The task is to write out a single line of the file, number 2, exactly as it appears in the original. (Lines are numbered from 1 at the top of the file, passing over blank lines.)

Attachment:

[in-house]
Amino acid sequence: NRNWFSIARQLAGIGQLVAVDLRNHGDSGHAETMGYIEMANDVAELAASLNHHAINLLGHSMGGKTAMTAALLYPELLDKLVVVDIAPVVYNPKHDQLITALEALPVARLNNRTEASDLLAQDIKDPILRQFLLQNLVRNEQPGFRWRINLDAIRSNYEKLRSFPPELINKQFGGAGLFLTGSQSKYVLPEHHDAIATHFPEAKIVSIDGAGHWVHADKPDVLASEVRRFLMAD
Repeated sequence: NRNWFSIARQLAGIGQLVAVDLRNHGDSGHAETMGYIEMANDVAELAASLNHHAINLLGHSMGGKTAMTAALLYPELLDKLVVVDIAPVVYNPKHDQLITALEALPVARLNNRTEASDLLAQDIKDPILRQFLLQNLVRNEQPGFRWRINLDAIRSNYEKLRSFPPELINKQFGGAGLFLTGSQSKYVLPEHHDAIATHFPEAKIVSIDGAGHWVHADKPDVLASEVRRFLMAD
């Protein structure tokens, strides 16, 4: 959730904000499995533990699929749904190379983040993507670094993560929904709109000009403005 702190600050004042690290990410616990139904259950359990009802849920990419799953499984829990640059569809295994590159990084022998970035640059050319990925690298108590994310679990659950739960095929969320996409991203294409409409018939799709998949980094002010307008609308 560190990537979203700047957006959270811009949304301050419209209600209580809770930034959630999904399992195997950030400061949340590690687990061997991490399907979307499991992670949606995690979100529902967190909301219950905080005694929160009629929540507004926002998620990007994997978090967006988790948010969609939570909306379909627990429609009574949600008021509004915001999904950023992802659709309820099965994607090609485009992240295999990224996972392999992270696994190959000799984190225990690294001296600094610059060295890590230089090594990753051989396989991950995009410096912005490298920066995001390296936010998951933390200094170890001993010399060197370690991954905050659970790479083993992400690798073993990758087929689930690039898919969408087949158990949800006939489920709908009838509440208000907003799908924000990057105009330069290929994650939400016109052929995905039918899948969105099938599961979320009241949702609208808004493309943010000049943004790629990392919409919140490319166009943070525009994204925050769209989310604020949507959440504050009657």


Amino acid sequence: NRNWFSIARQLAGIGQLVAVDLRNHGDSGHAETMGYIEMANDVAELAASLNHHAINLLGHSMGGKTAMTAALLYPELLDKLVVVDIAPVVYNPKHDQLITALEALPVARLNNRTEASDLLAQDIKDPILRQFLLQNLVRNEQPGFRWRINLDAIRSNYEKLRSFPPELINKQFGGAGLFLTGSQSKYVLPEHHDAIATHFPEAKIVSIDGAGHWVHADKPDVLASEVRRFLMAD